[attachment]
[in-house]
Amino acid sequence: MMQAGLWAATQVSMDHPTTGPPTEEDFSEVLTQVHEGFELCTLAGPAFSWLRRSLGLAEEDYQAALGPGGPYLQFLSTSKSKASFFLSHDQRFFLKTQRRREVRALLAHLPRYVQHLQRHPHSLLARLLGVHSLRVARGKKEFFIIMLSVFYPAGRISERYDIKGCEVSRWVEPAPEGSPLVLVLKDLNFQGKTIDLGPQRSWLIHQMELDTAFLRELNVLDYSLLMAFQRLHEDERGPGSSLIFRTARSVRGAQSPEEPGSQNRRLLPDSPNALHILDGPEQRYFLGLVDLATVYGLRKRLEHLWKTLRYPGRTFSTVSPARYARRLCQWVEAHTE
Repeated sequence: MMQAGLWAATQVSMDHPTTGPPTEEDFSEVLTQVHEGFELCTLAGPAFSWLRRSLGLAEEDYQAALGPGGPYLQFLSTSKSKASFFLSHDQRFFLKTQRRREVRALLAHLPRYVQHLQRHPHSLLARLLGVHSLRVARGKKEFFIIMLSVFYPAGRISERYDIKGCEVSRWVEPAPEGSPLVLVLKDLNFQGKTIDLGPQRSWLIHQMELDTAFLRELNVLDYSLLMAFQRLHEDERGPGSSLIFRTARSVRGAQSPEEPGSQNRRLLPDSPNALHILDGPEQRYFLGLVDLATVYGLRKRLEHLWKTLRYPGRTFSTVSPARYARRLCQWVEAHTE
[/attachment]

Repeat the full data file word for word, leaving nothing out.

[in-house]
Amino acid sequence: MMQAGLWAATQVSMDHPTTGPPTEEDFSEVLTQVHEGFELCTLAGPAFSWLRRSLGLAEEDYQAALGPGGPYLQFLSTSKSKASFFLSHDQRFFLKTQRRREVRALLAHLPRYVQHLQRHPHSLLARLLGVHSLRVARGKKEFFIIMLSVFYPAGRISERYDIKGCEVSRWVEPAPEGSPLVLVLKDLNFQGKTIDLGPQRSWLIHQMELDTAFLRELNVLDYSLLMAFQRLHEDERGPGSSLIFRTARSVRGAQSPEEPGSQNRRLLPDSPNALHILDGPEQRYFLGLVDLATVYGLRKRLEHLWKTLRYPGRTFSTVSPARYARRLCQWVEAHTE
Repeated sequence: MMQAGLWAATQVSMDHPTTGPPTEEDFSEVLTQVHEGFELCTLAGPAFSWLRRSLGLAEEDYQAALGPGGPYLQFLSTSKSKASFFLSHDQRFFLKTQRRREVRALLAHLPRYVQHLQRHPHSLLARLLGVHSLRVARGKKEFFIIMLSVFYPAGRISERYDIKGCEVSRWVEPAPEGSPLVLVLKDLNFQGKTIDLGPQRSWLIHQMELDTAFLRELNVLDYSLLMAFQRLHEDERGPGSSLIFRTARSVRGAQSPEEPGSQNRRLLPDSPNALHILDGPEQRYFLGLVDLATVYGLRKRLEHLWKTLRYPGRTFSTVSPARYARRLCQWVEAHTE